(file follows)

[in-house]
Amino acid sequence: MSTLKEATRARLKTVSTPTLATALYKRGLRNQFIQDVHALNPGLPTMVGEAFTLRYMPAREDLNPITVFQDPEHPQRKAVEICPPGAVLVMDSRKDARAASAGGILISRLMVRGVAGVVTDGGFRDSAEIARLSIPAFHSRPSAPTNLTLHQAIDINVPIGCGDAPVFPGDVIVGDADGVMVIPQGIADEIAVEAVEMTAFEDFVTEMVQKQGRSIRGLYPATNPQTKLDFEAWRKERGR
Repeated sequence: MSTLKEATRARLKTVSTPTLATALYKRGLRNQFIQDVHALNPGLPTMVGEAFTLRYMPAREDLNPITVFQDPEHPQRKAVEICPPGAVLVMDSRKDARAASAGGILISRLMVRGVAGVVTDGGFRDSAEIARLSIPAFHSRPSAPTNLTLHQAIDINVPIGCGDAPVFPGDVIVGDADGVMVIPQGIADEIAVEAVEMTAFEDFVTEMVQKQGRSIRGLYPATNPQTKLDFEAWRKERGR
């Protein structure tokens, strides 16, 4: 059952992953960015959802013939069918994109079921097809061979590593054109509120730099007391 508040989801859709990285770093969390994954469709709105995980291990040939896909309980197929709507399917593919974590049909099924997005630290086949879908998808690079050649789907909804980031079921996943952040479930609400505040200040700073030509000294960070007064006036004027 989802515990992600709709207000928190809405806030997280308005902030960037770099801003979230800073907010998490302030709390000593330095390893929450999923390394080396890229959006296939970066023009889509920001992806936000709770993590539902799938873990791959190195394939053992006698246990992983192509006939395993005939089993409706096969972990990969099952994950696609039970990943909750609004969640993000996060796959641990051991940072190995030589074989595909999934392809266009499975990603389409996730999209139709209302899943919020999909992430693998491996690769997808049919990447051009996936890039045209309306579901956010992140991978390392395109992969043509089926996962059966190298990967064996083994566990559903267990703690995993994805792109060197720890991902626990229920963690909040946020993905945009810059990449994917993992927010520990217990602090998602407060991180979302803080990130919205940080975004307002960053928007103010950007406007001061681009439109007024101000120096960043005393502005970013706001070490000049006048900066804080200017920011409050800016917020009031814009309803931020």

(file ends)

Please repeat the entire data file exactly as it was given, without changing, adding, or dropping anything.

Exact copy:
[in-house]
Amino acid sequence: MSTLKEATRARLKTVSTPTLATALYKRGLRNQFIQDVHALNPGLPTMVGEAFTLRYMPAREDLNPITVFQDPEHPQRKAVEICPPGAVLVMDSRKDARAASAGGILISRLMVRGVAGVVTDGGFRDSAEIARLSIPAFHSRPSAPTNLTLHQAIDINVPIGCGDAPVFPGDVIVGDADGVMVIPQGIADEIAVEAVEMTAFEDFVTEMVQKQGRSIRGLYPATNPQTKLDFEAWRKERGR
Repeated sequence: MSTLKEATRARLKTVSTPTLATALYKRGLRNQFIQDVHALNPGLPTMVGEAFTLRYMPAREDLNPITVFQDPEHPQRKAVEICPPGAVLVMDSRKDARAASAGGILISRLMVRGVAGVVTDGGFRDSAEIARLSIPAFHSRPSAPTNLTLHQAIDINVPIGCGDAPVFPGDVIVGDADGVMVIPQGIADEIAVEAVEMTAFEDFVTEMVQKQGRSIRGLYPATNPQTKLDFEAWRKERGR
């Protein structure tokens, strides 16, 4: 059952992953960015959802013939069918994109079921097809061979590593054109509120730099007391 508040989801859709990285770093969390994954469709709105995980291990040939896909309980197929709507399917593919974590049909099924997005630290086949879908998808690079050649789907909804980031079921996943952040479930609400505040200040700073030509000294960070007064006036004027 989802515990992600709709207000928190809405806030997280308005902030960037770099801003979230800073907010998490302030709390000593330095390893929450999923390394080396890229959006296939970066023009889509920001992806936000709770993590539902799938873990791959190195394939053992006698246990992983192509006939395993005939089993409706096969972990990969099952994950696609039970990943909750609004969640993000996060796959641990051991940072190995030589074989595909999934392809266009499975990603389409996730999209139709209302899943919020999909992430693998491996690769997808049919990447051009996936890039045209309306579901956010992140991978390392395109992969043509089926996962059966190298990967064996083994566990559903267990703690995993994805792109060197720890991902626990229920963690909040946020993905945009810059990449994917993992927010520990217990602090998602407060991180979302803080990130919205940080975004307002960053928007103010950007406007001061681009439109007024101000120096960043005393502005970013706001070490000049006048900066804080200017920011409050800016917020009031814009309803931020």